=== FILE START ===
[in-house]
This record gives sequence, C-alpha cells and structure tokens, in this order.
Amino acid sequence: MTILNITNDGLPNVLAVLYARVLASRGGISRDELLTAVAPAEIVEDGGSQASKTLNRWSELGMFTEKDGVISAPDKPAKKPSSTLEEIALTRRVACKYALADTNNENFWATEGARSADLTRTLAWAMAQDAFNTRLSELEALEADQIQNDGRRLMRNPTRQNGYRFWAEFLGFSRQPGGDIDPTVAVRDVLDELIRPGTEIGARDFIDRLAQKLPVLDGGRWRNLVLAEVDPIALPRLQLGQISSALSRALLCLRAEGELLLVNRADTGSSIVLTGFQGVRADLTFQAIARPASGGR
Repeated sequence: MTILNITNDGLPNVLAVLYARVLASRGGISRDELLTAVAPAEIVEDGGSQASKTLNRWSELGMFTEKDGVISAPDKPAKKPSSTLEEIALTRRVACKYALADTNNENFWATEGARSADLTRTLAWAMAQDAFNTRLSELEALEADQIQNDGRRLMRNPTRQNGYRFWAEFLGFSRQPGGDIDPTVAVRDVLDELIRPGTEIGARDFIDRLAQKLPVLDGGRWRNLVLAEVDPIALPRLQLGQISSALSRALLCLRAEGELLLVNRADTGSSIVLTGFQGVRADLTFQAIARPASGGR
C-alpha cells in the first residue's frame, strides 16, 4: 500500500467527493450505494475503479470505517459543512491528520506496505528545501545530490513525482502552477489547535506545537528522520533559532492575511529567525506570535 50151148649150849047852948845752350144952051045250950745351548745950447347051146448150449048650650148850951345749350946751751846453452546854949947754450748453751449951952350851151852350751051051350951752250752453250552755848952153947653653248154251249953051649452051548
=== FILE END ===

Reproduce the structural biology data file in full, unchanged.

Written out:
[in-house]
This record gives sequence, C-alpha cells and structure tokens, in this order.
Amino acid sequence: MTILNITNDGLPNVLAVLYARVLASRGGISRDELLTAVAPAEIVEDGGSQASKTLNRWSELGMFTEKDGVISAPDKPAKKPSSTLEEIALTRRVACKYALADTNNENFWATEGARSADLTRTLAWAMAQDAFNTRLSELEALEADQIQNDGRRLMRNPTRQNGYRFWAEFLGFSRQPGGDIDPTVAVRDVLDELIRPGTEIGARDFIDRLAQKLPVLDGGRWRNLVLAEVDPIALPRLQLGQISSALSRALLCLRAEGELLLVNRADTGSSIVLTGFQGVRADLTFQAIARPASGGR
Repeated sequence: MTILNITNDGLPNVLAVLYARVLASRGGISRDELLTAVAPAEIVEDGGSQASKTLNRWSELGMFTEKDGVISAPDKPAKKPSSTLEEIALTRRVACKYALADTNNENFWATEGARSADLTRTLAWAMAQDAFNTRLSELEALEADQIQNDGRRLMRNPTRQNGYRFWAEFLGFSRQPGGDIDPTVAVRDVLDELIRPGTEIGARDFIDRLAQKLPVLDGGRWRNLVLAEVDPIALPRLQLGQISSALSRALLCLRAEGELLLVNRADTGSSIVLTGFQGVRADLTFQAIARPASGGR
C-alpha cells in the first residue's frame, strides 16, 4: 500500500467527493450505494475503479470505517459543512491528520506496505528545501545530490513525482502552477489547535506545537528522520533559532492575511529567525506570535 50151148649150849047852948845752350144952051045250950745351548745950447347051146448150449048650650148850951345749350946751751846453452546854949947754450748453751449951952350851151852350751051051350951752250752453250552755848952153947653653248154251249953051649452051548